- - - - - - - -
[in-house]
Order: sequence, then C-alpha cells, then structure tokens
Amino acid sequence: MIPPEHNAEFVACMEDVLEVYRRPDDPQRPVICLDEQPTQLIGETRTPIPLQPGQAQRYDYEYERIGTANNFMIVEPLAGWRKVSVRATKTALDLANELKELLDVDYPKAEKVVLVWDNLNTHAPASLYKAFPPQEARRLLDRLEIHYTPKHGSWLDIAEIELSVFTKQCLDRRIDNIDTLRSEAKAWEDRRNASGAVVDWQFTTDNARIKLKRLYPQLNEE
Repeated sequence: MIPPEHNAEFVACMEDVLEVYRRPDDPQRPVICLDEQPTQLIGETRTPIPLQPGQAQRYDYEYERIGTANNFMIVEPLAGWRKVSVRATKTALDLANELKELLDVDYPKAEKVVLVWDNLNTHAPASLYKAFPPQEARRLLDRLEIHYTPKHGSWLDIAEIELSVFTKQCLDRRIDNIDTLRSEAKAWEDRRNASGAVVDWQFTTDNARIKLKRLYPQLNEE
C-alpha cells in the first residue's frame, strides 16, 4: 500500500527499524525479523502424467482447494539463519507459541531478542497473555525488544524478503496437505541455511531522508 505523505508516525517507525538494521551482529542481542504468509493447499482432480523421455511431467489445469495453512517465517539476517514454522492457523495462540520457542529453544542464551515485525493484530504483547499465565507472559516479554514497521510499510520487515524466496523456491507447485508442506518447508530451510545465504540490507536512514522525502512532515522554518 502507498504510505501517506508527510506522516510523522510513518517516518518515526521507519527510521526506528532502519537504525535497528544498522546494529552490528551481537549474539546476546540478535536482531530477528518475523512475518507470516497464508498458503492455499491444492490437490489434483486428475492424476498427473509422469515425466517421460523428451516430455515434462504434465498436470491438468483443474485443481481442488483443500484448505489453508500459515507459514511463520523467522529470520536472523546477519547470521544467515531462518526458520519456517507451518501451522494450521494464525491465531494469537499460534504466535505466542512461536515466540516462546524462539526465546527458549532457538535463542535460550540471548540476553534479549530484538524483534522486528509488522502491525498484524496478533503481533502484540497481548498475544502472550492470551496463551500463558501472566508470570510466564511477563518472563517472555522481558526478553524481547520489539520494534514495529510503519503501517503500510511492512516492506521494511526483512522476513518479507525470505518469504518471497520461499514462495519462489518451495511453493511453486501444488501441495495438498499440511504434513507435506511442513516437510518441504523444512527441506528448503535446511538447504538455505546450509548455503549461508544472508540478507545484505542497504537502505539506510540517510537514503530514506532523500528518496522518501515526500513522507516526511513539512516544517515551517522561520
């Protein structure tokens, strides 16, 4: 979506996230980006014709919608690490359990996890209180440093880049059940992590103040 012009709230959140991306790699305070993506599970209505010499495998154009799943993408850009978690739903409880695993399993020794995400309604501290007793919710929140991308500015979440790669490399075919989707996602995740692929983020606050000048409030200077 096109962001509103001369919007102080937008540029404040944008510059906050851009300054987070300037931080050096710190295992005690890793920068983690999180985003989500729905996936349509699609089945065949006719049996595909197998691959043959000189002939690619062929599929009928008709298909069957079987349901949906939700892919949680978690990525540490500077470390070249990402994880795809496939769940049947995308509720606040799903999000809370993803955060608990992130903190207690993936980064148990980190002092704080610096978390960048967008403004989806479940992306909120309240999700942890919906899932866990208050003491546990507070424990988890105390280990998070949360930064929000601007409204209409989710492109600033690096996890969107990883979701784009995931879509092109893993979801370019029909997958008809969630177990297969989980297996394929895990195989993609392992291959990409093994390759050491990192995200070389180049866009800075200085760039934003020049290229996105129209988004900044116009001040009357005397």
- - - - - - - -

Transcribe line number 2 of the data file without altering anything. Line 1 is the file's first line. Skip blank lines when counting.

Order: sequence, then C-alpha cells, then structure tokens